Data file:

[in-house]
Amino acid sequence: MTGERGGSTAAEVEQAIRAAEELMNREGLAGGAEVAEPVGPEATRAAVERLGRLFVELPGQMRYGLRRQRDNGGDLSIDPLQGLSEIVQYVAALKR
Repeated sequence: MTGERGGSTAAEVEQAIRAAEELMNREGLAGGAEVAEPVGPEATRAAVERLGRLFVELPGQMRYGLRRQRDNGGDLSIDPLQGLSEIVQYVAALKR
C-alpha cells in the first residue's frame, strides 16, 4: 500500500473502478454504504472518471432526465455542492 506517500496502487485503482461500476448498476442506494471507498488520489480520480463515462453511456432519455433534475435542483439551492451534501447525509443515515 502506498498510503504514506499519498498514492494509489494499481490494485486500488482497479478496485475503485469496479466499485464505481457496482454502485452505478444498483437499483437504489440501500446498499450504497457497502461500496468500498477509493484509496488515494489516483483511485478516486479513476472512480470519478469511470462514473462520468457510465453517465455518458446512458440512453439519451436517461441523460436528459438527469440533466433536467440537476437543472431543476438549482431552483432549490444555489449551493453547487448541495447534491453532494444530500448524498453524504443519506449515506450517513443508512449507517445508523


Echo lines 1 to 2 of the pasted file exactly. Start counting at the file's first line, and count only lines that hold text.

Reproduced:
[in-house]
Amino acid sequence: MTGERGGSTAAEVEQAIRAAEELMNREGLAGGAEVAEPVGPEATRAAVERLGRLFVELPGQMRYGLRRQRDNGGDLSIDPLQGLSEIVQYVAALKR